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Re: Re: Level of Detailing

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From: Will Haynes <gtg740p(--nospam--at)>
Date: 2006/08/12 Sat PM 02:02:11 CDT
To: seaint(--nospam--at)
Subject: Re: Level of Detailing

As an Architect and builder, I see absolutely no reason why every aspect of a structural design isn't drawn to scale.  IMO its pure laziness that details are drawn NTS.  With the sophistication of CAD programs today, there is no excuse for not drawing to scale.  

As for detailing, unfortunately, just as most architects don't know what they don't know about engineering, most engineers don't know what they don't know about architecture. It drives me nuts to have to redraw an engineer's detail myself to ensure that it works in the design because what is actually a W18 is drawn in some generic BS detail as a W12. Well, I do it all the time, because the level of structural detail hit a 5 when it should be an 8.  

I can't tell you how many times I've caught NTS footings protruding into slab recesses, or framing clips exposed inside the finished surface due to inadequate detailing.  Most engineers don't even know this stuff happens because we fix it in the field or re-design the architecture to make it work because we can't wait the 2 days it takes to get a cogent response from an engineer.  

To me 5 is minimal and frankly, in today's CAD world, lazy.  7-8 should be the minimum and if I need it, I'll pay for a 10..


I would like to give an example of what I think is a "1" is also.  There is an engineer I worked with who mass produced, designing several large projects at the same time. It was more of a small sweatshop type environment so he was highly regarded. He was also smart and had codes memorized. He could look at member sizes and tell you if they worked or not, and how high you could go with a concrete moment frame and still meet drift limits. But, I sometimes think he border lined on negligent (having 2 detail sheets for a large project that were not even full). The details he did have were less than "detailed" and just had lots of CYA notes on his plans. Also, sometimes he would get caught by a contractor who would not do anything without sending an RFI, or a building department that would consistently reject his drawings. But, he almost always came in substantially under budget and he never had any failures or even significant serviceability issues that I was aware of.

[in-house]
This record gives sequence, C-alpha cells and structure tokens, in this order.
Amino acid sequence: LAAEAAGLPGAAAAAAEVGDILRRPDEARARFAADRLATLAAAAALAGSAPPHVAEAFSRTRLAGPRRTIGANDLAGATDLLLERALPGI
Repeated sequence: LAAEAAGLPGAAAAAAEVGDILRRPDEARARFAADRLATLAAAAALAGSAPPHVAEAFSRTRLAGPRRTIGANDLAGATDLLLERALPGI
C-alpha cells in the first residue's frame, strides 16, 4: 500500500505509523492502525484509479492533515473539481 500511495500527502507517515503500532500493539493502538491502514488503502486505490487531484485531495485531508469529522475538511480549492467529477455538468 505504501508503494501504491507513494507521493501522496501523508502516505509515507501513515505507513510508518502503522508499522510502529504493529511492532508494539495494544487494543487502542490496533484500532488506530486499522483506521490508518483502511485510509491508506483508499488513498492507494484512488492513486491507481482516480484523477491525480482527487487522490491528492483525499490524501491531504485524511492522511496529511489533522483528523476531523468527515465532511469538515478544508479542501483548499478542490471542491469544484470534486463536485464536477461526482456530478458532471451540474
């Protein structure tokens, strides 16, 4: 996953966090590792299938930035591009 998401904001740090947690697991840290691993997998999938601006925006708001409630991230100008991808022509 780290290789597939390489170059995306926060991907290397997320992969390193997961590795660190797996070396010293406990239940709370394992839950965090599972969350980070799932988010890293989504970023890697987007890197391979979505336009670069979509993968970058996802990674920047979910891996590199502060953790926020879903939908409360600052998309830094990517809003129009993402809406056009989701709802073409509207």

On 8/12/06, dave lowen <jatech(--nospam--at)> wrote:
Time to get on my soapbox again.
On Will's scale, drawings rated 5 would be, to my mind ideal. I have seen an ideal set of drawings once in the last 10 years. The remainder have been 1's or less with a couple of 2.5's in there.
As for taking on more responsibility, that is akin to being deader. You ARE responsible, period.
Dave Lowen
V 519 587 5797
F 519 587 5138
E jatech(--nospam--at)
From: erik gibbs [mailto:erik.gibbs(--nospam--at)] 
Sent: August 12, 2006 1:56 PM
To: seaint(--nospam--at)
Subject: Re: Level of Detailing
Although I only graduated in January and have been working at a structural eng company since, I do know where you are coming from. At an internship that I had, the SE was a 9 or 10. Very very detailed. I thought that was good until someone explained that not only are you wasting time and money, but also you take on more responsibility the more detailed that you become. 
At the company that I work for now, the general acceptance is to produce drawings with a level of detail of about 4 to 5. This is hard for me because I tend to be very meticilious and detailed, but I understand the concept that too much detail may be a bad thing. 


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